PHIL PARKINSON has confirmed he will use tomorrow’s Trophy game with Leicester City Under-21s to run the rule over a number of players that have barely featured during his first month as Sunderland manager.

Having recovered from injury, Alim Ozturk and Laurens de Bock are set to start tomorrow’s game at the Stadium of Light. Dylan McGeouch will line up in midfield, having failed to feature in any of Sunderland’s matches under Parkinson to date, while Benji Kimpioka is set to lead the line in attack.

The Black Cats will be guaranteed a place in the knockout rounds of the EFL Trophy if they win tomorrow night, but at this stage of the competition, spreading the load around the squad remains the overriding priority.

Parkinson said: “It’s a night to have a look at a few of the players that haven’t played yet. There’s a few different options in the side. It’s still a learning curve for myself and Steve (Parkin) to get to know some of the lads, and this is a good opportunity for us to do that.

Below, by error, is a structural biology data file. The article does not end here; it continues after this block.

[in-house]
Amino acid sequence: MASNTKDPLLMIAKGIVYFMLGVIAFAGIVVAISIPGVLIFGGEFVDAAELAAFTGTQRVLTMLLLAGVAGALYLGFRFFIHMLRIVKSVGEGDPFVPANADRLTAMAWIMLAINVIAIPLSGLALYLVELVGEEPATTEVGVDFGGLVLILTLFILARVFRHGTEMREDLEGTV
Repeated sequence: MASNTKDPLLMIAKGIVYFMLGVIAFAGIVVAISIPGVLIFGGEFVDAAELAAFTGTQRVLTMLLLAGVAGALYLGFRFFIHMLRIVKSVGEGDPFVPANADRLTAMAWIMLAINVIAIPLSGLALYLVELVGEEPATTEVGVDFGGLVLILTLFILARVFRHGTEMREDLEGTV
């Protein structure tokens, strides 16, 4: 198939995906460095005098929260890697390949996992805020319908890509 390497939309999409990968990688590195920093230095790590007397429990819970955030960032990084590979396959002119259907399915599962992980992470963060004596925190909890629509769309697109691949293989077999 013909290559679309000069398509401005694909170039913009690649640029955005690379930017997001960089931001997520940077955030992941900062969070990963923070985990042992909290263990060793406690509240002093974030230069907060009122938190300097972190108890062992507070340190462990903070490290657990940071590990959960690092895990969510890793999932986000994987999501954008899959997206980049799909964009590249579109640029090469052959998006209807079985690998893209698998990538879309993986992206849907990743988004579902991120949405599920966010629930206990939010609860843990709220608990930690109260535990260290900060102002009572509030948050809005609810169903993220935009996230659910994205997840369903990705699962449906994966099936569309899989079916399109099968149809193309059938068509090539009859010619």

“We’re taking the game seriously, but it’s an opportunity to look at some of the players that haven’t had much game time so far. Any time any player pulls on a Sunderland shirt, it’s a serious game, but we’ve got to be honest and say that when it comes to our priority list, it’s not at the top.”

Sunderland’s run to the final of last season’s Checkatrade Trophy proved something of a double-edged sword, with the club enjoying a memorable day out at Wembley but the extra matches in the second half of the season in particular contributing to a fixture pile-out that ultimately damaged the Black Cats’ hopes of winning promotion.

Parkinson accepts there is a need to strike the right balance, but insists the EFL Trophy still merits its place on the lower-league calendar.

He said: “You have to be honest and say that at this stage, it can be a low-key competition, but then as Sunderland’s experiences last season proved, it can become a very exciting competition once you progress to the last rounds. I’ve always tended to use the competition to get a good look at the whole of the squad.

“In terms of the way the competition is organised now, I personally think it’s a good idea to bring Premier League teams’ Under-21s into the tournament. It’s good for the development of those players. Under-21 football can sometimes not be a true reflection of what you’re going to meet in league football, so games like this help with those players’ development.”